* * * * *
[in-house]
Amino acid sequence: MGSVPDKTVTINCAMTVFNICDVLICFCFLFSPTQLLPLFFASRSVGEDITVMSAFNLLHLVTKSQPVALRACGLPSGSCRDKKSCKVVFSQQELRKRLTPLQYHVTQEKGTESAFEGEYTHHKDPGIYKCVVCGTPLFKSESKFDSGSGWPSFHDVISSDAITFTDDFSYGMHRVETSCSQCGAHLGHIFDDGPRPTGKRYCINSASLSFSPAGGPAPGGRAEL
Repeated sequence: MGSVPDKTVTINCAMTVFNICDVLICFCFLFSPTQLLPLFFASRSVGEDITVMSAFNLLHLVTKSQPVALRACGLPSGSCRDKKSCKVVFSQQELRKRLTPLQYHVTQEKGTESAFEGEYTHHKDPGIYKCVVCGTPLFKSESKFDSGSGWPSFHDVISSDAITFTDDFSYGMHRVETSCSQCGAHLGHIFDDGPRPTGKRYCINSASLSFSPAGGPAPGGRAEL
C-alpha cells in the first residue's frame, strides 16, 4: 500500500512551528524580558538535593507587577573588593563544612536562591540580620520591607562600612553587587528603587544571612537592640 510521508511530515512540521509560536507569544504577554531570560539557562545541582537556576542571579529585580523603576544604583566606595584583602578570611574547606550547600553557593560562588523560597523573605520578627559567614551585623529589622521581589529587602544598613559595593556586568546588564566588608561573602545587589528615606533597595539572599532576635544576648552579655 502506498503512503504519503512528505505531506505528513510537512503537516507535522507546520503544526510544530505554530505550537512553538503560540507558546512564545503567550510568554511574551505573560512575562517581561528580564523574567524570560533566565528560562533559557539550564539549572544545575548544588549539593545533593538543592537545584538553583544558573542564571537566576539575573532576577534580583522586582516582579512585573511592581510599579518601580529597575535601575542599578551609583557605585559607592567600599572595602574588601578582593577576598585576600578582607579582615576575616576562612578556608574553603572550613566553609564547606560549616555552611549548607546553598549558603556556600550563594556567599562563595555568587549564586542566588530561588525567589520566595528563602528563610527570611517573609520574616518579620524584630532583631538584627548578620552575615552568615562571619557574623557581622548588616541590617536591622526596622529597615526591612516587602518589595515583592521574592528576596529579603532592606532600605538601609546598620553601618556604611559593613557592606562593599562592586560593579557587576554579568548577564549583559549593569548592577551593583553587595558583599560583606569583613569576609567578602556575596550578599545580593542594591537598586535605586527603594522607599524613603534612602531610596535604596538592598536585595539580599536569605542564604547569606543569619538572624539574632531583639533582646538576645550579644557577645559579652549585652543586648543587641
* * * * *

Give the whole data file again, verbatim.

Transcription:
[in-house]
Amino acid sequence: MGSVPDKTVTINCAMTVFNICDVLICFCFLFSPTQLLPLFFASRSVGEDITVMSAFNLLHLVTKSQPVALRACGLPSGSCRDKKSCKVVFSQQELRKRLTPLQYHVTQEKGTESAFEGEYTHHKDPGIYKCVVCGTPLFKSESKFDSGSGWPSFHDVISSDAITFTDDFSYGMHRVETSCSQCGAHLGHIFDDGPRPTGKRYCINSASLSFSPAGGPAPGGRAEL
Repeated sequence: MGSVPDKTVTINCAMTVFNICDVLICFCFLFSPTQLLPLFFASRSVGEDITVMSAFNLLHLVTKSQPVALRACGLPSGSCRDKKSCKVVFSQQELRKRLTPLQYHVTQEKGTESAFEGEYTHHKDPGIYKCVVCGTPLFKSESKFDSGSGWPSFHDVISSDAITFTDDFSYGMHRVETSCSQCGAHLGHIFDDGPRPTGKRYCINSASLSFSPAGGPAPGGRAEL
C-alpha cells in the first residue's frame, strides 16, 4: 500500500512551528524580558538535593507587577573588593563544612536562591540580620520591607562600612553587587528603587544571612537592640 510521508511530515512540521509560536507569544504577554531570560539557562545541582537556576542571579529585580523603576544604583566606595584583602578570611574547606550547600553557593560562588523560597523573605520578627559567614551585623529589622521581589529587602544598613559595593556586568546588564566588608561573602545587589528615606533597595539572599532576635544576648552579655 502506498503512503504519503512528505505531506505528513510537512503537516507535522507546520503544526510544530505554530505550537512553538503560540507558546512564545503567550510568554511574551505573560512575562517581561528580564523574567524570560533566565528560562533559557539550564539549572544545575548544588549539593545533593538543592537545584538553583544558573542564571537566576539575573532576577534580583522586582516582579512585573511592581510599579518601580529597575535601575542599578551609583557605585559607592567600599572595602574588601578582593577576598585576600578582607579582615576575616576562612578556608574553603572550613566553609564547606560549616555552611549548607546553598549558603556556600550563594556567599562563595555568587549564586542566588530561588525567589520566595528563602528563610527570611517573609520574616518579620524584630532583631538584627548578620552575615552568615562571619557574623557581622548588616541590617536591622526596622529597615526591612516587602518589595515583592521574592528576596529579603532592606532600605538601609546598620553601618556604611559593613557592606562593599562592586560593579557587576554579568548577564549583559549593569548592577551593583553587595558583599560583606569583613569576609567578602556575596550578599545580593542594591537598586535605586527603594522607599524613603534612602531610596535604596538592598536585595539580599536569605542564604547569606543569619538572624539574632531583639533582646538576645550579644557577645559579652549585652543586648543587641